Shrek: the Musical is an eye-popping production

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      Based on the DreamWorks Animation motion picture and the book by William Steig. Book and lyrics by David Lindsay-Abaire. Music by Jeanine Tesori. Directed by Sarah Rodgers. A Theatre Under the Stars production. At Malkin Bowl on Tuesday, July 15. Continues in rep until August 22

      Musicals work so much better with good music. In Shrek: the Musical, far too many of Jeanine Tesori’s tunes are generic. Still, director Sarah Rodgers’s production is as handsome as can be. And there’s fun to be had. Probably the most beautiful sound in the world is kids chortling, and on opening night I was sitting near a bunch of little guys of about five years old who were chortling their pants off.

      Shrek: the Musical sticks pretty close to the story of the superior Shrek, the movie. When the dastardly Lord Farquaad banishes all of the storybook characters from Duloc, he relocates them in the swamp that’s home to Shrek, the ogre. Shrek wants his privacy back and he works a deal with Farquaad: he’ll rescue Princess Fiona from her dragon-guarded tower and deliver her to Farquaad as his bride in return for sole tenancy of his sodden land. Shrek falls in love with Fiona, but she isn’t thrilled to find that her rescuer is smelly, bulbous, and green. She agrees to marry Farquaad.

      The physical production is eye-popping. Designer Brian Ball creates gorgeous set pieces, including a forest, out of folding panels. Boldly stylized—the organic shapes feel a bit like Marimekko fabric designs—these panels appear and disappear in the blink of an eye, manipulated by winged fairies. And Chris Sinosich keeps the inventiveness going with her costume designs. Farquaad is a fashion fascist and all of his citizens dress in ensembles of blue and metallic ruby. And when Shrek’s friend, Donkey, encounters the dragon, that female beast is embodied by a troupe of women all clad in Asian-inspired garb saturated with purple, pink, and orange.

      Rodgers’s production boasts some very engaging performances as well. Matt Palmer plays Shrek, and although his skin is green this time around, his voice is as golden as ever. He also delivers a nicely understated emotional performance. Lindsay Warnock bursts with tomboy charm and wit as Fiona.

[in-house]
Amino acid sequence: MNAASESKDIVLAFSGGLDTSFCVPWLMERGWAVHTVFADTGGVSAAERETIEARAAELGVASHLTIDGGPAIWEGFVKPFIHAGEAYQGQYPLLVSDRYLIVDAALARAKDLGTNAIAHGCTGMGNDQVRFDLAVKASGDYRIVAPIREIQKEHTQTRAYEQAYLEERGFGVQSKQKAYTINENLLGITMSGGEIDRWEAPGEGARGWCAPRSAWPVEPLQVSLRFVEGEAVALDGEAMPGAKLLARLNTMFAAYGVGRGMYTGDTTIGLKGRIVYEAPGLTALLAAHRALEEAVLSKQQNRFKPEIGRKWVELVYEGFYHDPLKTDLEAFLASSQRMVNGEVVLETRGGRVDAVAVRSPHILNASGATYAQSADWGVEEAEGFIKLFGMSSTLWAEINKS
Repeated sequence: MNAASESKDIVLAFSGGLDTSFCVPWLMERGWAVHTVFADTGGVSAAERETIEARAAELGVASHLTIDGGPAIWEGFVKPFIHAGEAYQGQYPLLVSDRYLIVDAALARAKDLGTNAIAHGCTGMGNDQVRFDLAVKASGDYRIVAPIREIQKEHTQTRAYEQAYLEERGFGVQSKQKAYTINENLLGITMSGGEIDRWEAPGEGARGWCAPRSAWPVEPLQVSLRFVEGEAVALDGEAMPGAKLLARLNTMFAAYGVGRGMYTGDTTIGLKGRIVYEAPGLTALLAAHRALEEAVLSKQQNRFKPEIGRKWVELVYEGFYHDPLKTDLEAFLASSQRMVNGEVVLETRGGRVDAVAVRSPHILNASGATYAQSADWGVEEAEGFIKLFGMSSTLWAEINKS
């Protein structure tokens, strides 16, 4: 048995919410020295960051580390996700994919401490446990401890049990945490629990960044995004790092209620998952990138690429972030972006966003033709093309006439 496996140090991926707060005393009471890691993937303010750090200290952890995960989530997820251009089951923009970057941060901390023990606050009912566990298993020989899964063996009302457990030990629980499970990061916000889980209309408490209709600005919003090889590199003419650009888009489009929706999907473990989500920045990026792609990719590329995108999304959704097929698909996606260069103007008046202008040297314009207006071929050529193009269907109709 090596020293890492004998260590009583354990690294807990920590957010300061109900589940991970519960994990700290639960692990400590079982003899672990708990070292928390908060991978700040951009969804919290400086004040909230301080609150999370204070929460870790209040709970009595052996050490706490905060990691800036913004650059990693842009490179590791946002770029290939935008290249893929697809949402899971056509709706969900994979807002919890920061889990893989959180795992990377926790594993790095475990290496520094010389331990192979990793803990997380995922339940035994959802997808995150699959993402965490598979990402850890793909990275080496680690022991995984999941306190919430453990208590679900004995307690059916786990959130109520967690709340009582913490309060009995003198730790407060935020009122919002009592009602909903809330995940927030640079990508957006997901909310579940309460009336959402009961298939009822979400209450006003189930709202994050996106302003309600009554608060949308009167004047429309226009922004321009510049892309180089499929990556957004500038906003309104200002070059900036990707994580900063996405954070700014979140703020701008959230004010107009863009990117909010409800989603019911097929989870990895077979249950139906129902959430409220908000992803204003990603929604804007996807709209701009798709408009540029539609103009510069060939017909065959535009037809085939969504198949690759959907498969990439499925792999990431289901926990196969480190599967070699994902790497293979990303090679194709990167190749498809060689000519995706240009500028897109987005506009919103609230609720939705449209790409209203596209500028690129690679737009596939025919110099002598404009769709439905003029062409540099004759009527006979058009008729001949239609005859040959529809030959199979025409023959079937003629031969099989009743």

And Victor Hunter very nearly steals the show as Farquaad. The character is short and Hunter plays him on his knees—as all actors in productions of this musical do—with his shins concealed by his robe and fake costume legs on his thighs. In an entertainment that pretends to champion diversity, the endless short jokes are surprisingly mean. But Hunter’s petulantly camp performance is hilarious, and despite my misgivings I found myself laughing at his playful physicality.

      If only the material itself were better. The setup in Act 1 takes forever. By Act 2, the relationships between Shrek, Donkey, and Fiona are in gear, so the book improves. The songs improve, too. The wittiest is “When Words Fail”, in which Shrek ties himself in knots trying to figure out how to declare his love to Fiona. Too often, though, the songs are musically dull and thematically on-the-nose, as in “Freak Flag”: “All the things that make us special/Are the things that makes us strong.”

      Still, there are the production values: crisp choreography from Julie Tomaino, lots of depth in the supporting ensemble. And, of course, this is an ogre musical, so there are snot and fart jokes. That’s what sent the little boys around me into fits. And when that kind of thing gets going, who can resist?